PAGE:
Introducing the BRICS
In 2009, the foreign minister of Brazil and Russia proposed the establishment of a formal BRIC political grouping, building on Lord Jim O’Neill’s acronym. The initial BRIC group included Brazil, Russia, India, and China, with South Africa joining their ranks in 2010 as a regional power and gateway to Africa. Operating as an informal assembly, BRICS positions itself as an alternative platform, inviting the participation of least developed and developing nations in global decision-making and fostering enhanced economic collaboration. In 2014 the BRICS announced the creation of the New Development Bank (NDB), and a Contingent Reserve Arrangement (CRA) as complementary initiatives to the existing financial and economic institutions and Multilateral Development Banks (MDBs) such as the International Monetary Fund (IMF), and the World Bank (WB). This strategic move aimed to rectify the disproportionate allocation of decision-making influence historically skewed towards Western powers such as the United States and Europe. Given the BRICS’ share of the world’s GDP and population mass, an increase of their share in global political decision-making would be a step toward more nuanced global governance. The combined GDP of the BRICS is expected to be around 27.6 trillion USD in 2023, representing 26.3% of global GDP. Furthermore, the BRICS countries represent roughly 40% of the world’s population. The BRICS thus aspire for a more equitable representation and systemic reform within the existing multilateral institutions.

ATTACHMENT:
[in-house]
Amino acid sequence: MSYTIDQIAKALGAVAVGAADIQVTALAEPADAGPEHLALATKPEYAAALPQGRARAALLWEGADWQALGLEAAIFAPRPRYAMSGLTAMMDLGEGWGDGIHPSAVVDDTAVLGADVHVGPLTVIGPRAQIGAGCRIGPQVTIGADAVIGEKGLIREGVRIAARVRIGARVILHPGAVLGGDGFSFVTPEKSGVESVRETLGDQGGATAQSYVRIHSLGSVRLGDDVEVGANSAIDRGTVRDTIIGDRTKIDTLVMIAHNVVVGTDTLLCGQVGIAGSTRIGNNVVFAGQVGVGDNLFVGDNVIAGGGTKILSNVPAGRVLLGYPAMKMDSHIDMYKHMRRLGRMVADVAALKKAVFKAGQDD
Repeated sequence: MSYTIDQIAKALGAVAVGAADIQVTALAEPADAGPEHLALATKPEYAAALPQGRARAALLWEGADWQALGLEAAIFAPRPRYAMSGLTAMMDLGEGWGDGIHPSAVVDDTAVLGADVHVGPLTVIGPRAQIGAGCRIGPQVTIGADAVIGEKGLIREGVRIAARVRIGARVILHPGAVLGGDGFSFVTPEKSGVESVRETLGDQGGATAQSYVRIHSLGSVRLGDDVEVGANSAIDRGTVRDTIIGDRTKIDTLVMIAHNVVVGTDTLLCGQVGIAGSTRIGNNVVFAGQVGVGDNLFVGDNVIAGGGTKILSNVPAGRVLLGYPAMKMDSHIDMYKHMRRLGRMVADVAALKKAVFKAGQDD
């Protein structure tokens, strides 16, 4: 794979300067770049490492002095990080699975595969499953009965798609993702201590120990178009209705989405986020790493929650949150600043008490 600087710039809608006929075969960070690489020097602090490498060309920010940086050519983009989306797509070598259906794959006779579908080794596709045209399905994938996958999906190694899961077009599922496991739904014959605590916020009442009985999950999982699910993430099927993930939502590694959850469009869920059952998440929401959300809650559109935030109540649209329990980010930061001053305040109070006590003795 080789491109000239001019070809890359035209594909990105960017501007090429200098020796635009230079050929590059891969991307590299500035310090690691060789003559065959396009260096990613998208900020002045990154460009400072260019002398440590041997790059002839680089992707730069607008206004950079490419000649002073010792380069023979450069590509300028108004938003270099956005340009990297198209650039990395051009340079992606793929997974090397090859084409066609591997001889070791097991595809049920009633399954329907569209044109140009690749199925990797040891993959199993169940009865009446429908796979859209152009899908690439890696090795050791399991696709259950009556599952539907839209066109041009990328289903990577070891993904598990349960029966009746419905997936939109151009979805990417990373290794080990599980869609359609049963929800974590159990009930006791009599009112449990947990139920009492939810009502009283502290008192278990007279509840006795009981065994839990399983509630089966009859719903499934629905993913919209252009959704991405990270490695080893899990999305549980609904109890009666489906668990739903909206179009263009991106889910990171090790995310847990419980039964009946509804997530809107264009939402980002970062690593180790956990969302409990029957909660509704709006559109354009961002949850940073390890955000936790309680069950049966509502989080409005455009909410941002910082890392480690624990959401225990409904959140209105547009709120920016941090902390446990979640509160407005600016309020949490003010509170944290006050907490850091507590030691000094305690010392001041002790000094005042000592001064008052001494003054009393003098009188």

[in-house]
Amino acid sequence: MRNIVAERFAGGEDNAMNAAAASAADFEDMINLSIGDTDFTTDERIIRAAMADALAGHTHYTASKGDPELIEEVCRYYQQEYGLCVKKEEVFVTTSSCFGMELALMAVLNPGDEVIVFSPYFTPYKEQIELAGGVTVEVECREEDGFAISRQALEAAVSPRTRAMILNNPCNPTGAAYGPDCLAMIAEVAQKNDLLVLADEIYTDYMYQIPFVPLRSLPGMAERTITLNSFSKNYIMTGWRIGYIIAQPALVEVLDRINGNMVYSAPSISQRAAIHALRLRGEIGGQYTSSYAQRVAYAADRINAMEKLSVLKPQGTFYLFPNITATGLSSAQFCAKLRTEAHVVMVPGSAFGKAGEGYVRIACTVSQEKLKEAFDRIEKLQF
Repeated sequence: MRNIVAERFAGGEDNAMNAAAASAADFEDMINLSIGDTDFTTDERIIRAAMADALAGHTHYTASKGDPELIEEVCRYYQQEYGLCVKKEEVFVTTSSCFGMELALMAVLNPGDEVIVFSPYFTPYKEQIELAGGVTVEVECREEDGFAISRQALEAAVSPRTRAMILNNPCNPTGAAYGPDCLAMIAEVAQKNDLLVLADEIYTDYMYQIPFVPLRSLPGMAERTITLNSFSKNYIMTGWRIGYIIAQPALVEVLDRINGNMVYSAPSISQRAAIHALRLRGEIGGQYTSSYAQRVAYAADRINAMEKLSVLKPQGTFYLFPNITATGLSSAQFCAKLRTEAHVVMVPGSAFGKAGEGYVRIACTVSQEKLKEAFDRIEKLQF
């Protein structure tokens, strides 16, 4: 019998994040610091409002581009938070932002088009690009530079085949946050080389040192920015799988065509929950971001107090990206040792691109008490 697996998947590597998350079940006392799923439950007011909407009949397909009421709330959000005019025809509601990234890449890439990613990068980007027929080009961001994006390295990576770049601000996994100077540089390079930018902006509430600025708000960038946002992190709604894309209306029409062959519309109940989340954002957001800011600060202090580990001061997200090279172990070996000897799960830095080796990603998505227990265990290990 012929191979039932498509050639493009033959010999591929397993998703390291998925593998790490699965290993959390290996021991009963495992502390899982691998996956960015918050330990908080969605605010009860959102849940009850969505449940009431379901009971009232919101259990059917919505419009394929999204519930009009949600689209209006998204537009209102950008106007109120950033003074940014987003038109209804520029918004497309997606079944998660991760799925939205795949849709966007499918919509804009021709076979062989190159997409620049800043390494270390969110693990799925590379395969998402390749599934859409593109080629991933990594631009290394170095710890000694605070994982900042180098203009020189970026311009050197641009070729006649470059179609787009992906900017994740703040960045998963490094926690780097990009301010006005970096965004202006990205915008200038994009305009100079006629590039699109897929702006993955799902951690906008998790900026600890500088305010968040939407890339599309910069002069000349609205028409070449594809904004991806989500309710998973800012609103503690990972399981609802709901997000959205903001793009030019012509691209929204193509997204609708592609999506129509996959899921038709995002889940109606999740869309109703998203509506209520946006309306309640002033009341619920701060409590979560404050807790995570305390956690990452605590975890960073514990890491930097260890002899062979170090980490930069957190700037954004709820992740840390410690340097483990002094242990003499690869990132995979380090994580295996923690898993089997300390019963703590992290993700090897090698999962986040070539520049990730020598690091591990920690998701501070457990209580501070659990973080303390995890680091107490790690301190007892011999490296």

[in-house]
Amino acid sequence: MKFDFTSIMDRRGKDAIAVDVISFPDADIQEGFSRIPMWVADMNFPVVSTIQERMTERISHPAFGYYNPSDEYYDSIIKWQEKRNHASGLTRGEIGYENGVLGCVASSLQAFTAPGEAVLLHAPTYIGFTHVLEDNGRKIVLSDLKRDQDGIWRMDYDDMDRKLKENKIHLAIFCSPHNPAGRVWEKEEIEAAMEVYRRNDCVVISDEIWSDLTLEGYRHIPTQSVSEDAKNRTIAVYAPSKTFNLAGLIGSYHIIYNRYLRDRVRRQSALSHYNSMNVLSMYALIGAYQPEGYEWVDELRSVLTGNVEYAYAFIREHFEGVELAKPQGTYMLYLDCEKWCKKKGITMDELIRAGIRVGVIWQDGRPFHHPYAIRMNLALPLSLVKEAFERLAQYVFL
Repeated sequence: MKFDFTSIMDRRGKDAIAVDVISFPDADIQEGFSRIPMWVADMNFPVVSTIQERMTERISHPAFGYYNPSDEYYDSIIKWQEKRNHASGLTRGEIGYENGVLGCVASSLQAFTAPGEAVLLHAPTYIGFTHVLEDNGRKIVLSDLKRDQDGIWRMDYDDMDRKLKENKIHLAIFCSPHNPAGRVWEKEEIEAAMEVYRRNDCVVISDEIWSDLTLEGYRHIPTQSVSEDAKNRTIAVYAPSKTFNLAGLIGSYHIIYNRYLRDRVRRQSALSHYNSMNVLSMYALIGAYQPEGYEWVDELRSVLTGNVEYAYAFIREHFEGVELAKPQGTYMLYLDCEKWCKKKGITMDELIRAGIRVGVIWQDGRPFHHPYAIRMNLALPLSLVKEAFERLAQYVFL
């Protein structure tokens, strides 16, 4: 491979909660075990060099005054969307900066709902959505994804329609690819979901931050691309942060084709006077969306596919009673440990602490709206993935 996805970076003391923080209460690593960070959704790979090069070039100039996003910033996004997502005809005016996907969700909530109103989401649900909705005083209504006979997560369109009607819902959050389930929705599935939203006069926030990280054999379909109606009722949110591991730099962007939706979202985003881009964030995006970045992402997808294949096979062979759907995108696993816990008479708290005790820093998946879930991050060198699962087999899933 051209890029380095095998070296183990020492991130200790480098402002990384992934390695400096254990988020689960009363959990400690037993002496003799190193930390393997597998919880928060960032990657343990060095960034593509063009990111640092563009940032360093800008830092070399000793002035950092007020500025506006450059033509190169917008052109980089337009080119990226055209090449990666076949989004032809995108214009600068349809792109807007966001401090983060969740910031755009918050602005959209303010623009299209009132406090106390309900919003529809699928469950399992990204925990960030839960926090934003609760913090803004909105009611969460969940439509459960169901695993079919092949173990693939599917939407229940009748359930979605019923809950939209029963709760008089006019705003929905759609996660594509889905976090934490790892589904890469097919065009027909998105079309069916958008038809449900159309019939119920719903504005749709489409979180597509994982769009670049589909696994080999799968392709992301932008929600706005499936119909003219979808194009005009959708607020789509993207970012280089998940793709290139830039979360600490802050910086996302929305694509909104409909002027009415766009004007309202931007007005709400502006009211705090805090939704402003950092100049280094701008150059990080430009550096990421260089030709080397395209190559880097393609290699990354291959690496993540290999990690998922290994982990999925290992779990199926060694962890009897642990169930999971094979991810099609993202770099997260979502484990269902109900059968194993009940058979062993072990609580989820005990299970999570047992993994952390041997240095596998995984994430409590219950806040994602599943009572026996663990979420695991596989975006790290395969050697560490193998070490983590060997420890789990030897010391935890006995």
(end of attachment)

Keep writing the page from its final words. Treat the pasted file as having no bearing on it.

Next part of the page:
All Eyes on the BRICS Summit
During the rotating annual BRICS summit, their distinguished heads of state and government convene to discuss spheres of political, and socio-economic coordination. In addition, invitations to attend the summit have been extended to other heads of state, or dignitaries such as the secretary general of the United Nations (UN), the president of the Development Bank, or certain business leaders. The first ever official summit was held on 16 June 2009 in Yekaterinburg, Russia. This year’s 2023 gathering marked their 15th annual summit, which took place in South Africa on 22-24 August 2023, with President Cyril Ramaphosa presiding as chairman. This year’s theme was “BRICS and Africa: Partnership for Mutually Accelerated Growth, Sustainable Development, and Inclusive Multilateralism”.
In the lead-up to the summit, considerable media attention was directed towards the possibility of Russian President Vladimir Putin attending in person, who ultimately participated via videoconference. A pivotal moment at the annual summit materialised with the announcement of the BRICS expansion. In the Johannesburg II declaration the BRICS announced their decision to formally invite Argentina, Egypt, Ethiopia, Iran, Saudi Arabia and the United Arab Emirates (UAE) to become full members of BRICS as of 1 January 2024. According to Chinese president Xi Jinping, the BRICS expansion demonstrates the commitment of the organisation to cooperate in unity with all developing countries. However, the selection of the new member countries came as somewhat of a surprise.
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The New Club Members